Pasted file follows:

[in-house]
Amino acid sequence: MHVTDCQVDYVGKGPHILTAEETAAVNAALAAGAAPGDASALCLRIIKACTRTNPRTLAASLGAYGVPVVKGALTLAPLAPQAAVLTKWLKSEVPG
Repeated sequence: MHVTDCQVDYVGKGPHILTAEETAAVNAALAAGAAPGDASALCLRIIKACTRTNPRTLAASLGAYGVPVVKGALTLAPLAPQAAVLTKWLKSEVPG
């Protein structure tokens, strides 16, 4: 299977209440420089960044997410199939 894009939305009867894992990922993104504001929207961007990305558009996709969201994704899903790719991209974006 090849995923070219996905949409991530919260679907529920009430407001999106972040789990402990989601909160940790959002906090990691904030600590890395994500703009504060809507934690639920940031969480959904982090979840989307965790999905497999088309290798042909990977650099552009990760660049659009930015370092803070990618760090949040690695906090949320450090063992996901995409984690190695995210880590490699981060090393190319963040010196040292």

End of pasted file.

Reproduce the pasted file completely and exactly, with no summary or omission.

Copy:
[in-house]
Amino acid sequence: MHVTDCQVDYVGKGPHILTAEETAAVNAALAAGAAPGDASALCLRIIKACTRTNPRTLAASLGAYGVPVVKGALTLAPLAPQAAVLTKWLKSEVPG
Repeated sequence: MHVTDCQVDYVGKGPHILTAEETAAVNAALAAGAAPGDASALCLRIIKACTRTNPRTLAASLGAYGVPVVKGALTLAPLAPQAAVLTKWLKSEVPG
């Protein structure tokens, strides 16, 4: 299977209440420089960044997410199939 894009939305009867894992990922993104504001929207961007990305558009996709969201994704899903790719991209974006 090849995923070219996905949409991530919260679907529920009430407001999106972040789990402990989601909160940790959002906090990691904030600590890395994500703009504060809507934690639920940031969480959904982090979840989307965790999905497999088309290798042909990977650099552009990760660049659009930015370092803070990618760090949040690695906090949320450090063992996901995409984690190695995210880590490699981060090393190319963040010196040292």